Increasing security threats and the growth in fraudulent activities are propelling the adoption of smart cards across the globe. The global smart cards market is expected to expand at a CAGR of 7.4% from 2016 to 2023, rising from US$7.25 bn in 2014 to US$14.17 bn by 2023, states a research report by Transparency Market Research (TMR).
In this blog post, TMR answers three critical questions about the global smart cards market:
Q1. What are the factors driving the smart cards market?
The decreasing cost of sim cards is one of the prime factors boosting the global smart cards market.
With the increased penetration of smartphones, the market for smart cards is expected to grow steadily. The rising trend of online transactions and payments, and thus an increase in security risks has driven up the demand for secure and reliable payment transactions. This in turn is encouraging innovations in smart card technology, thereby boosting the market. Europay, MasterCard, and Visa (EMV) chip technologies have become global standards for debit and credit card payments, by fighting fraudulent activities and guarding payment data stored in the cards. Thus, the increased adoption of EMV cards makes a significant contribution in boosting the smart cards market worldwide.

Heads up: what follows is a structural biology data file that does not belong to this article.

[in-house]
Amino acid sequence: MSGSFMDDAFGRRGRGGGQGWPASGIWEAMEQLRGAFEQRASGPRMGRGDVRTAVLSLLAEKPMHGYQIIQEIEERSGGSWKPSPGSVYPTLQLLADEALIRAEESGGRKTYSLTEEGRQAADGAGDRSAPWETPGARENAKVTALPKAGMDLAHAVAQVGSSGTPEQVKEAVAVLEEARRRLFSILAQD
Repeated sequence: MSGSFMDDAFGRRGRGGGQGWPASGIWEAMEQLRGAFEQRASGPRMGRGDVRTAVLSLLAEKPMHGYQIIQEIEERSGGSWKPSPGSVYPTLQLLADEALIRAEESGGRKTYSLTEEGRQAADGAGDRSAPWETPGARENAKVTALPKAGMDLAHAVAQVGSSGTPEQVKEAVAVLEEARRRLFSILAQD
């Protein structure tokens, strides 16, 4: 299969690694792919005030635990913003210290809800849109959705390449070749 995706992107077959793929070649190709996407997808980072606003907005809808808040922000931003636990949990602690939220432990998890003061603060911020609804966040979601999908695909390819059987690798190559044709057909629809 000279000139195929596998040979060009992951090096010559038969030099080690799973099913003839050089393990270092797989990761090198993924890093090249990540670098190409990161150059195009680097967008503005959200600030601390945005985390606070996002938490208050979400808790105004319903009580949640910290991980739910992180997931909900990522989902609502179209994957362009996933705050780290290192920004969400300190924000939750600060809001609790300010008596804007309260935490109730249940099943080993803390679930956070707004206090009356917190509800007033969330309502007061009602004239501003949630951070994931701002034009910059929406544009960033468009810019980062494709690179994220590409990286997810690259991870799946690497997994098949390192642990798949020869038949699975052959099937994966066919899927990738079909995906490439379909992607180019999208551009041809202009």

Q2. Which companies are dominant in the smart cards market?
The global market for smartcards was dominated in 2014 by Giesecke & Devrient (G&D) GmbH, Gemalto NV, and Oberthur Technologies. These three companies collectively accounted for 50% of the global smart cards market revenue. Some of the other companies operating in the smart cards market include Eastcompeace Technology Co., Ltd., Morpho S.A., Watchdata, Wuhan Tianyu Information Industry Co., Ltd., and Datang Telecom Technology & Industry Group.
Q3. What are the recent innovations in the global smart cards market?
NagraID (Switzerland) has announced the launch of bank cards with additional protection levels. NagraID DCVx is a card with a display on the back showing the CVV code, required for internet payments, but with a unique feature of updating itself periodically. In other words, the CVV code is periodically changed on the integrated display, with the code being set by the bank. The DCVx display is based on the electronic inks technology, which has extremely low power consumption, and thus, the built-in battery lasts for 3-5 years.
Zwipe (Norway) has recently developed smart cards with a biometric sensor. A cardholder has to press the window on the sensor using his thumb for a transaction, rather than entering a PIN on the terminal. The verification is carried out within the chip itself, where the fingerprint is stored. The Zwipe fingerprint sensor does not need any battery, and is powered by the NFC antenna of the card.
Such innovations in the field are expected to influence the smart cards market positively by increasing their adoption.